A 1979 submission to Australia’s Fraser Government Cabinet shows that politics, not East Timorese needs, was the principal reason for increasing humanitarian aid to East Timor in November that year.
The stated reason for ‘urgency’ in the submission:
Recent publicity about the situation in Timor has led to criticism in Australia of the Indonesian Government and increasing public pressure on the (Australian) government to provide aid. We believe it is in the Government’s interests to respond to this problem as soon as possible.
No reference to the desperate humanitarian situation facing the Timorese at that time. The ‘recent publicity’ was Peter Rodgers’ articles and photographs of mass starvation in East Timor, highlighted earlier on this blog (see Remembering 1979).
The backgrounder attached to the formal submission makes fascinating reading for anyone interested in Australian government policy making on Timor at the time. It also provides an insight into Australian and Indonesian government views on Australian non-government aid organisations – including Indonesia’s alleged (inaccurate) branding of the Australian Council for Overseas Aid (ACFOA) as “actively pro-Fretilin”.
The backgrounder also shows the Australian Government knew there was a significant humanitarian crisis in November 1979. Researchers scrutinising the broader set of 1979 official documents now released for access should be able to learn just how early Australia did know about the desperate situation developing inside Timor during 1978/79.
Indonesian government propaganda booklet
The cabinet submission background document also shows Indonesian Foreign Minister Mochtar didn’t care much for the picture revealed by Peter Rodgers’ articles. The articles certainly contradicted the Government of Indonesia’s own preferred international images of what life was like for the East Timorese in 1979.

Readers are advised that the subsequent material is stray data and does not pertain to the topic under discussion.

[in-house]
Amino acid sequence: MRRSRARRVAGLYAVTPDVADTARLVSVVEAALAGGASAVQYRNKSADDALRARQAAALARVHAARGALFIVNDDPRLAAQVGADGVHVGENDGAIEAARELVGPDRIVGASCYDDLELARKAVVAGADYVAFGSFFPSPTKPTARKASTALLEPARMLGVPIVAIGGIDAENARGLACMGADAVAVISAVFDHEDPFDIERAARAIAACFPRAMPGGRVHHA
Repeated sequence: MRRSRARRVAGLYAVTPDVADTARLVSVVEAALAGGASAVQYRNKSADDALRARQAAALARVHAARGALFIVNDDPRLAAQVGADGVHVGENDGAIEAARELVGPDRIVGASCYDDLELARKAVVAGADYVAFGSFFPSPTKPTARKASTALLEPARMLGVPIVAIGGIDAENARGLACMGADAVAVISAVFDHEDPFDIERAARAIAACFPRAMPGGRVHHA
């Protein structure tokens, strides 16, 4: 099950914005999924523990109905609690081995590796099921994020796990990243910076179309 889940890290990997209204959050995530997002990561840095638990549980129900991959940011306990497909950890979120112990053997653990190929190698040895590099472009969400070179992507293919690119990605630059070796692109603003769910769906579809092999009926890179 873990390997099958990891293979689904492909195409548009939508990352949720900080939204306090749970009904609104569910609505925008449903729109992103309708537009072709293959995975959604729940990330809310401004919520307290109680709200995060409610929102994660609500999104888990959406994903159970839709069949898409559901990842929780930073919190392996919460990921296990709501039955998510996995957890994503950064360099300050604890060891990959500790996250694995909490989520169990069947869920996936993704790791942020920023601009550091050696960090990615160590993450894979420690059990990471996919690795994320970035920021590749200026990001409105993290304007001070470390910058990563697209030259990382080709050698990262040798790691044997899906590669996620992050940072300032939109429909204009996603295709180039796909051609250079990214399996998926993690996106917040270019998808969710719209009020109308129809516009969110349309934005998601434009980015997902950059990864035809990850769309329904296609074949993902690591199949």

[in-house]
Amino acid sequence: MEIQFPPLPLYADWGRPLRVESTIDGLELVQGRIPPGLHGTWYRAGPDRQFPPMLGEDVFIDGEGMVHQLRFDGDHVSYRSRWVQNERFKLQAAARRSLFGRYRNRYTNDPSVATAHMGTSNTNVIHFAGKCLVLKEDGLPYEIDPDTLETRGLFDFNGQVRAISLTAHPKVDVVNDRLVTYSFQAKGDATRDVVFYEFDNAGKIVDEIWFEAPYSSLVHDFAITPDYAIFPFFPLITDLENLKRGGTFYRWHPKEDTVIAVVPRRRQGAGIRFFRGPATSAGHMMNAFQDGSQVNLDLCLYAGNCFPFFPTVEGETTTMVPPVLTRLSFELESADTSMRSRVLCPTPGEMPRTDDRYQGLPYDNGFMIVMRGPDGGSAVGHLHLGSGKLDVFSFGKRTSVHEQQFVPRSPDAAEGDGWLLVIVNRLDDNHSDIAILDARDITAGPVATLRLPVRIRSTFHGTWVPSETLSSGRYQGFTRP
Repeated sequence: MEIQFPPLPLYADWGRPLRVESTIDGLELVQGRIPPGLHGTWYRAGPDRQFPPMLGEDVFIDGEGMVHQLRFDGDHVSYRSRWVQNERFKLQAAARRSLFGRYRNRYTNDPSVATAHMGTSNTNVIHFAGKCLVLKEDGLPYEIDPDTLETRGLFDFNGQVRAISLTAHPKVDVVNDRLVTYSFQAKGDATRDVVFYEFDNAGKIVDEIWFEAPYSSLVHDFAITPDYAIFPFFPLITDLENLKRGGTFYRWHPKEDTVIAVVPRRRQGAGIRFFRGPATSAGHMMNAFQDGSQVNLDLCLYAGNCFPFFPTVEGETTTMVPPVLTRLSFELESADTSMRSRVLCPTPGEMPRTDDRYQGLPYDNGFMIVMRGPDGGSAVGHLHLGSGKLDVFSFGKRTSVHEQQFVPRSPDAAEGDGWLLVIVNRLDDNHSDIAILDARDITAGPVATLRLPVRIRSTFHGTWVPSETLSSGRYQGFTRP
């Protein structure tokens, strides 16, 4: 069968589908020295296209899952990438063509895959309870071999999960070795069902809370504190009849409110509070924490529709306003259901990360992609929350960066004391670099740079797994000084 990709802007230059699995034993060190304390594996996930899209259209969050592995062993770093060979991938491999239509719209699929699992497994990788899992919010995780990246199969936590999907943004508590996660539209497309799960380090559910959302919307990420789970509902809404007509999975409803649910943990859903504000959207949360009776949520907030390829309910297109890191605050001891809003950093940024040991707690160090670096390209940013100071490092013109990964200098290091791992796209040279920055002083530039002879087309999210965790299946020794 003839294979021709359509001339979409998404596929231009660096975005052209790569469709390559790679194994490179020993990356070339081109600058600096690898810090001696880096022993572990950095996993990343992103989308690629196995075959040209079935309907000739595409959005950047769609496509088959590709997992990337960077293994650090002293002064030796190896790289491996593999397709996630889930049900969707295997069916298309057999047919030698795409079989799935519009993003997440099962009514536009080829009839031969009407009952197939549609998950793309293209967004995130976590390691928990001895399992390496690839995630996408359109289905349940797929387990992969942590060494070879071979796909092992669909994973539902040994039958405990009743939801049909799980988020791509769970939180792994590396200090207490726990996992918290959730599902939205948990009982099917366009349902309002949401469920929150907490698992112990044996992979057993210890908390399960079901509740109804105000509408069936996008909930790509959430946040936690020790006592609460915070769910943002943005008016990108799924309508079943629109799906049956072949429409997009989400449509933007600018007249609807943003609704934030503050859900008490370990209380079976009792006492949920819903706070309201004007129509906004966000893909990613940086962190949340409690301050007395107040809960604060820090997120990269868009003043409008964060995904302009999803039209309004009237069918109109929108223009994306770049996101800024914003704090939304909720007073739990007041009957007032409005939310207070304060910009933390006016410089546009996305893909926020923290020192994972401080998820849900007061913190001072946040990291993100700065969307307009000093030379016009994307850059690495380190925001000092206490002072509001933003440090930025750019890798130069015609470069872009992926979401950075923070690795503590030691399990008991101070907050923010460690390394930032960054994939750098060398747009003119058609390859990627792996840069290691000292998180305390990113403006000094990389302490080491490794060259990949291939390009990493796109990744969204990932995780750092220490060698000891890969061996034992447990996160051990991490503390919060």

The Indonesian Department of Information’s ‘To build a better tomorrow in East Timor’, printed on high quality paper in the second half of 1979, conveyed an image of modest but forward-looking progress for the East Timorese. Knowing what we know now about the truth of the situation inside Timor, let alone what most of us already knew in 1979, this Jakarta publication was a perfect example of why Indonesian Government claims about East Timor had to be treated with maximum scepticism.
Note on sources
The Cabinet Submission is highlighted in this year’s release of the Fraser Government Cabinet records by the National Archives of Australia (NAA). Australian law requires the release of government records to the public thirty years after their creation – though this may soon be changed to twenty years (see earlier blog post).
NAA’s full selection of significant Foreign Affairs and Defence issues put to the 1979 Australian Cabinet can be found here.
The Indonesian Government publication is in the Timor Information Service archives, Melbourne